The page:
Petrucci wrote the lyrics of “Innocence Faded” with Wikipedia telling me “it was inspired by his deteriorating friendship with Moore”.
When Dream Theater do major melodic rock, they do it well.
Press play to hear the outro.
Petrucci comes in with an outro riff with triads over an E pedal point. And if that wasn’t good enough, he starts to solo over it in a Steve Morse and Paul Gilbert manner.
Next up we have the “A Mind Beside Itself” Trilogy featuring the three separate songs, “Erotomania”, “Voices”, and “The Silent Man”.
A large section of this song was written for the song “Pull Me Under” however it was removed from the song before they went into the studio to record it. And those sections which were removed ended up in this song.
The intro. Press play to hear it.
An acoustic song during the unplugged craze. It deserved more attention.
Its heavy courtesy of the 7 string and its ready to challenge all the groove metallers. Here the 7 string works because the riffs are slower.
There is a section in this song, when they play the main piano riff from “Space Dye Vest”. Brilliant.
Portnoy wrote the lyrics to “The Mirror”, describing his battle with alcoholism. He would return to the subject on later Dream Theater albums with the group’s so-called “Twelve-step Suite.”
It was the leadoff single. Not sure if this should have been the song as lyrically its poor. “The Mirror” was a better choice.
But the lead is killer.
And it ends the same way “The Mirror” started as the two songs are connected. But this time around the heavy groove sets the foundation for Petrucci to solo over.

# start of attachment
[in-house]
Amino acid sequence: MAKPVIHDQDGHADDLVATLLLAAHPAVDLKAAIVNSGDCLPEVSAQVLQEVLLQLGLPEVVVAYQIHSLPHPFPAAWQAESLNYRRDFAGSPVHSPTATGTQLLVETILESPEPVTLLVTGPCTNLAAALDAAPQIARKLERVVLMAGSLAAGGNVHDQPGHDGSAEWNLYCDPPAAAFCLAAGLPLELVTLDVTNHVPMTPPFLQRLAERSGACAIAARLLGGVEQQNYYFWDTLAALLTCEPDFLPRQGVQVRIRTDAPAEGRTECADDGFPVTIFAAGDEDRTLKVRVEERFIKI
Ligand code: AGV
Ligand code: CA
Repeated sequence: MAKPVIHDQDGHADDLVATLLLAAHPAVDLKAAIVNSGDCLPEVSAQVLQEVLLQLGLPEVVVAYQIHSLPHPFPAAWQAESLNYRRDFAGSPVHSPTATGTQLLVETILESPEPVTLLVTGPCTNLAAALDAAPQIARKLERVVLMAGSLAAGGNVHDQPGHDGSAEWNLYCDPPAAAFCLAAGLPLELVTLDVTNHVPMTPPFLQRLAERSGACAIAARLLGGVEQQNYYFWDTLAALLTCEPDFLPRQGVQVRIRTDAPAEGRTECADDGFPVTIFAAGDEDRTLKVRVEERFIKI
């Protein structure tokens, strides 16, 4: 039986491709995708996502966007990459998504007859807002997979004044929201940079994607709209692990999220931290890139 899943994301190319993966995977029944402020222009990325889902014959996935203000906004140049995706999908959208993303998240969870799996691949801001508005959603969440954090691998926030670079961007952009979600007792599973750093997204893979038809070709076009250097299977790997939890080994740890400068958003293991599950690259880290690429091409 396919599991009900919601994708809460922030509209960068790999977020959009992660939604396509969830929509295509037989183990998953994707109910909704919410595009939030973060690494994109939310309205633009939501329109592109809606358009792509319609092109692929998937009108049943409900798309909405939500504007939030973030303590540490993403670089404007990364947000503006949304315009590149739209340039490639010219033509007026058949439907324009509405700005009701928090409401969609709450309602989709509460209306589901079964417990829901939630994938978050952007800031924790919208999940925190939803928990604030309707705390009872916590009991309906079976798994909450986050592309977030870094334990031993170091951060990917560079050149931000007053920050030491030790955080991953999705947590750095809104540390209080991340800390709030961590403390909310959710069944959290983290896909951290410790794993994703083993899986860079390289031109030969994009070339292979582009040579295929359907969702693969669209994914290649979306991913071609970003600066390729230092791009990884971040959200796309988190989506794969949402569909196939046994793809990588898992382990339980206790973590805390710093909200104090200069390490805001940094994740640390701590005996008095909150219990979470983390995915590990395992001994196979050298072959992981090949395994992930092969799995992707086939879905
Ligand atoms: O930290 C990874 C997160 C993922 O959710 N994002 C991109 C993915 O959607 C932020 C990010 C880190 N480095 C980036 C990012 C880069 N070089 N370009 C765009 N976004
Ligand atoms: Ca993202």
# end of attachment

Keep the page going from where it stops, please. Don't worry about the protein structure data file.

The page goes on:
Lifting Shadows Of A Dream
It began as a poem and two chords brought to the band by Myung. They worked on it, hated it and the next day they liked it.
This is DT being like U2 and Marillion. Myung sets the foundation with his bass riff and Petrucci brings out his Marillion and The Edge influences with digital delay melodic riffs, while Kevin Moore lays a keyboard riff which is sad but hopeful.
The blues jazz fusion intro hooks me. For an 11 minute song there are so m at good sections.
Like the Metal verses and the solo and the outro.
Space Dye Vest
Kevin Moore is listed as the sole writer here, much to the protest of Mike Portnoy who in hindsight wanted to leave this track of it.
But it was one of my favorites because it had a soundtrack like quality to it. I could feel the sadness in the music. And James LaBrie is like Peter Gabriel in his vocal delivery.
It’s a style that I liked from em.
To tour they had to find a keyboard player.
Jens Johansson from Yngwie Malmsteen’s solo band was the first to be approached. While the label and management were keen on Johansson, the band wasn’t.
Jordan Rudess was the second and the band were blown away by him at the audition. Jordan agreed to play a small gig with them (which went terribly) and then rejected the offer to join them at that point in time. He had a gig with the Dixie Dregs, a full time job with Kurzweil and a very young family. He chose to be around his family during this period.
Enter the love child of Paul Stanley and Cher (as described by Gene Simmons), the one known as Derek Sherinian. By this point of time, Sherinian had worked with Lita Ford, Alice Cooper and Kiss.
John Petrucci and Al Pitrellil are both from Long Island and they used to teach at the same guitar store. Pitrelli put a call to Petrucci and basically said to him, “you got to hire this keyboard player”. And Sherinian was hired on a temporary basis to begin with.
In relation to the album, the label considered the album a commercial failure, which would lead to the band being pressured to write more radio-friendly songs on their next studio album. For Dream Theater, the label situation was never easy. Their Atco seven album deal was moved to East West Records, a division of Atlantic Records and then to Elektra.
This would lead to more problems. But that’s for another post.